NTSB warned about danger of duck boat canopies before Missouri tragedy
The two biggest mass casualties on water involving duck boats in the last 20 years featured crafts with overhead roof canopies that a federal agency said posed a drowning risk to passengers trying to escape from a sinking vessel.
Thursday’s sinking of a duck boat on choppy waters at Table Rock Lake in southwest Missouri that killed 17 passengers bears similarities to a 1999 lake disaster in Arkansas.
In 1999, the Miss Majestic duck boat rapidly sank to the bottom of Lake Hamilton, Ark., drowning 13 of its 21 passengers.
When investigators recovered the boat, they found seven dead passengers still inside — four of them pinned against the underside of the canopy, which made the prospects for an escape unlikely.
The National Transportation Safety Board investigated the Arkansas incident and arrived at this conclusion: “Contributing to the high loss of life was a continuous canopy roof that entrapped passengers within the sinking vehicle.”
A witness video from Table Rock Lake shows a Ride The Ducks boat, covered with an overhead roof, proving no match against 3-foot waves and 60 mph winds before capsizing. The boat takes on the long and narrow shape of a bus with a canopy that offers seemingly little room for passengers to escape.
“It’s sort of like getting out of an airplane,” Robert Mongeluzzi, a Philadelphia attorney who has brought lawsuits against duck boat operators, told The Star early Friday morning. “This is not an open-sided boat where everybody can just pitch themselves over the side readily.”
Experts say the presence of a canopy or other coverings on duck boats, which ride low to the water, creates undue difficulty for passengers trying to escape if the vessel sinks below the surface, whether they have life preservers or not.
“The problem with canopies is that if you are wearing your life preserver and there is a canopy and the boat capsizes then, the floatation device will take you up in the canopy, pinning you inside the vessel,” Mongeluzzi said. “If you don’t wear your life preserver, then you don’t have the floatation to get to the surface if the boat sinks.”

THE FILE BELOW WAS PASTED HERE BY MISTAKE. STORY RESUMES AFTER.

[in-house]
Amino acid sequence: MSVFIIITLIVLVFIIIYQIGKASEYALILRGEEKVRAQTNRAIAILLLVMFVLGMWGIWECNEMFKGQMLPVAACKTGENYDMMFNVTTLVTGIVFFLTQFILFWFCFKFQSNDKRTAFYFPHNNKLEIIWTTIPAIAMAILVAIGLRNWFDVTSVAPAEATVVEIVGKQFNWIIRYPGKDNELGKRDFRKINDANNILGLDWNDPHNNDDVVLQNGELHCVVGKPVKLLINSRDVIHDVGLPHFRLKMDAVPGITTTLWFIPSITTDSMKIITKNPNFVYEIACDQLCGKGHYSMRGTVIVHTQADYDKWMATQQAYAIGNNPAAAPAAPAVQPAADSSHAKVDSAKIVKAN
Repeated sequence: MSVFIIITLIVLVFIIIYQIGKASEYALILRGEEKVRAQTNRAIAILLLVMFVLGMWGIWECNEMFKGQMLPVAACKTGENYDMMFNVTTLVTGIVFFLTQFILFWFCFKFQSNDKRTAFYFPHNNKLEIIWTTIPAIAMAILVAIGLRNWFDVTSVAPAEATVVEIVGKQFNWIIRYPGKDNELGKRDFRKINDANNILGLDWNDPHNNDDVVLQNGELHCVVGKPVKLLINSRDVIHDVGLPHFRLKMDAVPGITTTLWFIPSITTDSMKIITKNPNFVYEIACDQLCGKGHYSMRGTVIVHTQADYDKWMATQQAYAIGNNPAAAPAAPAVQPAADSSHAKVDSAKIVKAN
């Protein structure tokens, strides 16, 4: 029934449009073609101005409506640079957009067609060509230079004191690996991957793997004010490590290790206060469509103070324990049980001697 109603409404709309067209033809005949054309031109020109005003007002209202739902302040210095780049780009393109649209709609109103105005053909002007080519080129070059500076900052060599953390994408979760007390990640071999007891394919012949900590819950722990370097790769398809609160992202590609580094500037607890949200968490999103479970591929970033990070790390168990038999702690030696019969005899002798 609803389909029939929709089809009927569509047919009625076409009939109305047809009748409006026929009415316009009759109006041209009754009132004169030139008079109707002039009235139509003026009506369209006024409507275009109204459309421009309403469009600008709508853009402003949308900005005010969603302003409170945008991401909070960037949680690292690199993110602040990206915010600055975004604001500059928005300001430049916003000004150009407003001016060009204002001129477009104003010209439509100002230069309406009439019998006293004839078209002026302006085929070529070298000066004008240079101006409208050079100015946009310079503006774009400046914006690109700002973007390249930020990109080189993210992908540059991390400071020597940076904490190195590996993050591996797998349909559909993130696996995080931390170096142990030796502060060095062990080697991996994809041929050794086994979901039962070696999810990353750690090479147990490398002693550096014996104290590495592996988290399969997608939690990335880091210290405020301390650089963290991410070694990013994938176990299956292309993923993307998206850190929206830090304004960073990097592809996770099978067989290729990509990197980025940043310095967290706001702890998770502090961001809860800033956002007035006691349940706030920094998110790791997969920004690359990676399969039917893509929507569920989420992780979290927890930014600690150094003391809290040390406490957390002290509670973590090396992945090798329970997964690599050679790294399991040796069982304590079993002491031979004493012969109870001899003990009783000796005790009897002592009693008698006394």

Thursday’s incident is the latest in a string of high-profile deaths involving duck boats, originally designed for military use in World War II. Distinctive for their ability to travel on water or on land, they have since become vehicles used on lake tours.
Since the 1999 Miss Majestic catastrophe, incidents involving duck boats have killed people on land and water in cities ranging from Seattle to Philadelphia.
Ride The Ducks, which court records indicate originated in Branson before developing a national profile, has been involved in some of these incidents. In 2016, the company abandoned its operations in Philadelphia after two separate incidents resulted in three deaths.
Much of Thursday’s duck boat incident was captured on an eyewitness video, which showed two duck boats fighting helplessly against a storm and cutting out just as one started sinking.
Those watching gasped in shock throughout the nearly five-minute video.
TROUBLED HISTORY OF DUCK BOATS
Ride The Ducks got its start in Branson, according to court records. In 2001, it partnered with privately held themed entertainment company Herschend Family Entertainment to gain broader exposure.
Ride The Ducks would open in Philadelphia, and a year later, Herschend Family Entertainment would become Ride The Ducks’ sole owner. Herschend Family Entertainment was founded by Jack and Pete Herschend, the creators of Silver Dollar City in the Ozarks.
In 2010, Hungarian tourists Dora Schwendtner and Szabolcs Prem took a ride on a Ride The Ducks boat in Philadelphia. As the boat entered the water, the engine overheated and its operator dropped an anchor in the middle of a commercial shipping channel.
A shipping barge struck the duck boat, pushing portions of it underneath the surface of the Delaware River. Schwendtner and Prem drowned as a result.
In 2015, 68-year-old Philadelphia resident Elizabeth Karnicki was walking across an intersection when she was crushed to death by a Ride The Ducks boat traveling on land.
Karnicki’s husband sued the company, claiming that the duck boats have massive blind spots, causing its operators to not see pedestrians. The case later settled.
“They kill on land and they kill on the sea,” said Mongeluzzi, the Philadelphia attorney who represented Karnicki and the Hungarian tourists. “We have repeatedly called for duck boats to be banned.”